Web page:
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Sisters building new Sacred Heart nursing home to serve God ‘through the frail and vulnerable’

Sister Vacha Kludziak, a religious of the Sisters Servants of Mary Immaculate who this year marks her 20th anniversary as administrator of Sacred Heart Home in Hyattsville, Maryland, stands at the construction site of the new Sacred Heart Home that is being built to replace the nearly 100-year-old building that currently stands on the site. (Sacred Heart Home photo by Ray Alcaraz)

For 95 years, Sacred Heart Home in Hyattsville, Maryland, has served the elderly by providing nursing care, spiritual care and other services in a building situated on nine acres on Queens Chapel Road. Now, after nearly a century, the building has been found to be too old for its purpose.

After a 2018 feasibility study found that “the aging building requires constant costly maintenance, which includes replacing leaking pipes, repairing damaged floors, and constantly dealing with ongoing plumbing and heating issues,” the Sisters Servants of Mary Immaculate, who have administered Sacred Heart Home since 1998, are overseeing construction of a new facility there.

“There are multiple problems with this almost 100-year-old building. There is no day we don’t have some sort of problem,” said Sister Vacha Kludziak, who this year marks her 20th anniversary as administrator of Sacred Heart Home. “It would be too expensive to renovate, so a new building would allow us to provide for our residents in a better way.”

Sacred Heart Home was built in 1926. Right now, the home – which shares the property with a convent and priests’ residence – is “grandfathered” and protected from newer nursing home licensing requirements. “There is no way we could bring this (present) building up to new codes with the constraints of the building,” Sister Vacha said.

Construction began last spring on a convent for the sisters because the existing convent has to be razed in order to make room for the new nursing home.  The work is being completed by Morgan-Keller Construction of Frederick, Maryland.

Above, construction of the new Sacred Heart Home in Hyattsville is seen in an aerial view. Below, is the new convent for the Sisters Servants of Mary Immaculate, who staff the home. The sisters’ convent had to be razed to make room for the new nursing home. Construction is being completed by Morgan-Keller Construction of Frederick, Maryland. (Sacred Heart Home photos by Ray Alcaraz)

“The old priest quarters are coming down and the old convent is coming down because that is where the chapel to the new complex will be built,” said Ray Alcaraz, Sacred Heart Home’s director of mission advancement. He added that “the new convent will be ready around April of this year.”

The new nursing home will have just one level with a partial lower level. It will feature common areas, and four residential wings. Each residential wing will have rooms with private bathrooms and showers, common dining room areas, country kitchens and social activity areas. The convent will be connected to the nursing home by a breezeway.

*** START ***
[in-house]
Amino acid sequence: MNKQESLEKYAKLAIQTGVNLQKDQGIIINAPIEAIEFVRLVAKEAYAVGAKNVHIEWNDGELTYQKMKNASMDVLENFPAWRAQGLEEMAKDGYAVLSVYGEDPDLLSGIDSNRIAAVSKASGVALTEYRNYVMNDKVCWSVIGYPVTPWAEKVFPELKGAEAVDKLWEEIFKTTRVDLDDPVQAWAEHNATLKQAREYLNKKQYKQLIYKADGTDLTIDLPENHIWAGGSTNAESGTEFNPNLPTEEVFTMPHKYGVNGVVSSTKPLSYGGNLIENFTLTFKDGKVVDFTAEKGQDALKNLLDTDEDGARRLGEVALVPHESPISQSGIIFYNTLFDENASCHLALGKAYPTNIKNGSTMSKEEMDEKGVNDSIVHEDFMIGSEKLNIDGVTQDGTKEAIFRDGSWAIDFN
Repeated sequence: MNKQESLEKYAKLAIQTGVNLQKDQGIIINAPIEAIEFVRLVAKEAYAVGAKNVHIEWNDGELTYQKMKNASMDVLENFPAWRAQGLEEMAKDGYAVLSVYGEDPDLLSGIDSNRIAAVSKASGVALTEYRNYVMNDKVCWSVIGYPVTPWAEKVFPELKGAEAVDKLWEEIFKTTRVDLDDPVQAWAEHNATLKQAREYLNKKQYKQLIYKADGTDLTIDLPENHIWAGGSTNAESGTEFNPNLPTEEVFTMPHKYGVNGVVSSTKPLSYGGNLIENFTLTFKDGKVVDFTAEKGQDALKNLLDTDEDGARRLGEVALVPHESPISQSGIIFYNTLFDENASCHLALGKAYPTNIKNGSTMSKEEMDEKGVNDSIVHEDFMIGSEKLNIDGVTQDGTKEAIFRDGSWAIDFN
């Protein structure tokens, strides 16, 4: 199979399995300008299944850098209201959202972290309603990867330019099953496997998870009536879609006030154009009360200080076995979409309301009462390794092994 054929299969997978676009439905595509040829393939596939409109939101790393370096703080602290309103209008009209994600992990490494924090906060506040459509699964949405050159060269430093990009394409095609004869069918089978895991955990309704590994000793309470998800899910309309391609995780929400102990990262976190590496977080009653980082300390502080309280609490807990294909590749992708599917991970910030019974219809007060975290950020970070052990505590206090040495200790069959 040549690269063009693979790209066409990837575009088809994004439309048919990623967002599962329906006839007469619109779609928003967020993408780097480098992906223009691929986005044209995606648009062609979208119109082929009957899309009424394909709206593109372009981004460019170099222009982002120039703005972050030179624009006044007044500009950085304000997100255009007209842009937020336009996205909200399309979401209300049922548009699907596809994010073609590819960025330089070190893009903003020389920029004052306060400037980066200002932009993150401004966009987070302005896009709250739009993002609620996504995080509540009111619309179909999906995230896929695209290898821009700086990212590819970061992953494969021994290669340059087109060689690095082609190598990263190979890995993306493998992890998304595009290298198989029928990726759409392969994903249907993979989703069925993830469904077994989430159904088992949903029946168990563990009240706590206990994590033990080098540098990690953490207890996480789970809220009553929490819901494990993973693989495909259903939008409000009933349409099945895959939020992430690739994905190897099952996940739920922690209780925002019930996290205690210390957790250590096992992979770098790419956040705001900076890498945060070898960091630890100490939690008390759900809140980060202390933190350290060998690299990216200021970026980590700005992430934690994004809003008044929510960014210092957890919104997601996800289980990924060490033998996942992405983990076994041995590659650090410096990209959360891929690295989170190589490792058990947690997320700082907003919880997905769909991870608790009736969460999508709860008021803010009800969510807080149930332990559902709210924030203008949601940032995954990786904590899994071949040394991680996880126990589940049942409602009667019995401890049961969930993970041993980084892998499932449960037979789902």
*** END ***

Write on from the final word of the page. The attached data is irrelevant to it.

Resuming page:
“It will be a more modern facility with a courtyard that is set up so residents can access the courtyard, but they won’t be able to walk away. That is especially important for residents with Alzheimer’s or dementia,” Alcaraz said.

“We will transition from the old model, which was more like a hospital or medical layout, to a new model that is like a residence with a much more homelike feeling,” said Sister Mary Imiolek, a registered nurse at the home.

Right now, the old facility has a 100-resident capacity, but will be downsizing once the construction is complete. The new building will accommodate 44 residents.

“We are looking at a smaller facility because we want to give more attention to our residents,” said Sister Vacha, noting that many of the residents are frail elderly. “We want to let them know that they are not forgotten or a burden.”

In addition to dispensing medicine, food and basic care, the sisters take an active role in meeting the emotional, social and spiritual needs of the residents. “We are not just about medical care. We look at the needs of our residents holistically,” Sister Mary said.

That sentiment was echoed by Sister Vacha.

“We do not just make sure they are washed and dressed and fed,” Sister Vacha said, “but also look after their spiritual needs.” Mass is offered every day in the home’s chapel, as is a daily recitation of the rosary.

Capuchin Franciscan Father Emmett Schuler has served as resident chaplain at Sacred Heart Home for more than three years. He lives on the grounds and distributes Holy Communion daily to residents who cannot attend Mass. In addition, Sacred Heart Home has residents of other faiths and offers services and activities for other denominations.

Sister Mary pointed out there are movies and activities planned “for different interests and groups.” The home also offers a variety of activities and services, including a hairdresser and barber. 

“There may be a lot more fancy places, but they can feel cold and dreary. Here, our residents find a lively, loving spirit,” Sister Vacha noted.